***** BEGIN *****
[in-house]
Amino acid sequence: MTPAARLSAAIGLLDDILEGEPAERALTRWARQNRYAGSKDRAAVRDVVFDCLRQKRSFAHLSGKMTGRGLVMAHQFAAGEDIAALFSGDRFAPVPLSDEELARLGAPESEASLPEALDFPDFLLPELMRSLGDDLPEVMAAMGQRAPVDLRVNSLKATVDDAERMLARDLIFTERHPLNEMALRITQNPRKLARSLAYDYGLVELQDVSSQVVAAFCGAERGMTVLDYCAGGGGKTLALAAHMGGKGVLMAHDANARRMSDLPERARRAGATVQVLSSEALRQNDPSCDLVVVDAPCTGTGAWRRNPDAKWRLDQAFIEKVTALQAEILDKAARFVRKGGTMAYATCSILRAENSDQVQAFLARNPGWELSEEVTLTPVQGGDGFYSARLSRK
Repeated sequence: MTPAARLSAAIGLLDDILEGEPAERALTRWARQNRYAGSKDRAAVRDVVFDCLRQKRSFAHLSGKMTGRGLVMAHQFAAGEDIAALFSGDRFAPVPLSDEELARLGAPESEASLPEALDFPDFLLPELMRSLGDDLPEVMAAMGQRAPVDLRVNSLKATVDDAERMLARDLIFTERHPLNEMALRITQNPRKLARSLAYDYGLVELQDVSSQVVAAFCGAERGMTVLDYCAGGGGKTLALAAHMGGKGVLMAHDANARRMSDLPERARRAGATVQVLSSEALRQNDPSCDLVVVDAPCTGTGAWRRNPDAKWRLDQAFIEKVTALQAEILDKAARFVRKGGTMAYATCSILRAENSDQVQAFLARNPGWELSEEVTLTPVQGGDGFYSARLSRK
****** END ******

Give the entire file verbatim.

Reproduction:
[in-house]
Amino acid sequence: MTPAARLSAAIGLLDDILEGEPAERALTRWARQNRYAGSKDRAAVRDVVFDCLRQKRSFAHLSGKMTGRGLVMAHQFAAGEDIAALFSGDRFAPVPLSDEELARLGAPESEASLPEALDFPDFLLPELMRSLGDDLPEVMAAMGQRAPVDLRVNSLKATVDDAERMLARDLIFTERHPLNEMALRITQNPRKLARSLAYDYGLVELQDVSSQVVAAFCGAERGMTVLDYCAGGGGKTLALAAHMGGKGVLMAHDANARRMSDLPERARRAGATVQVLSSEALRQNDPSCDLVVVDAPCTGTGAWRRNPDAKWRLDQAFIEKVTALQAEILDKAARFVRKGGTMAYATCSILRAENSDQVQAFLARNPGWELSEEVTLTPVQGGDGFYSARLSRK
Repeated sequence: MTPAARLSAAIGLLDDILEGEPAERALTRWARQNRYAGSKDRAAVRDVVFDCLRQKRSFAHLSGKMTGRGLVMAHQFAAGEDIAALFSGDRFAPVPLSDEELARLGAPESEASLPEALDFPDFLLPELMRSLGDDLPEVMAAMGQRAPVDLRVNSLKATVDDAERMLARDLIFTERHPLNEMALRITQNPRKLARSLAYDYGLVELQDVSSQVVAAFCGAERGMTVLDYCAGGGGKTLALAAHMGGKGVLMAHDANARRMSDLPERARRAGATVQVLSSEALRQNDPSCDLVVVDAPCTGTGAWRRNPDAKWRLDQAFIEKVTALQAEILDKAARFVRKGGTMAYATCSILRAENSDQVQAFLARNPGWELSEEVTLTPVQGGDGFYSARLSRK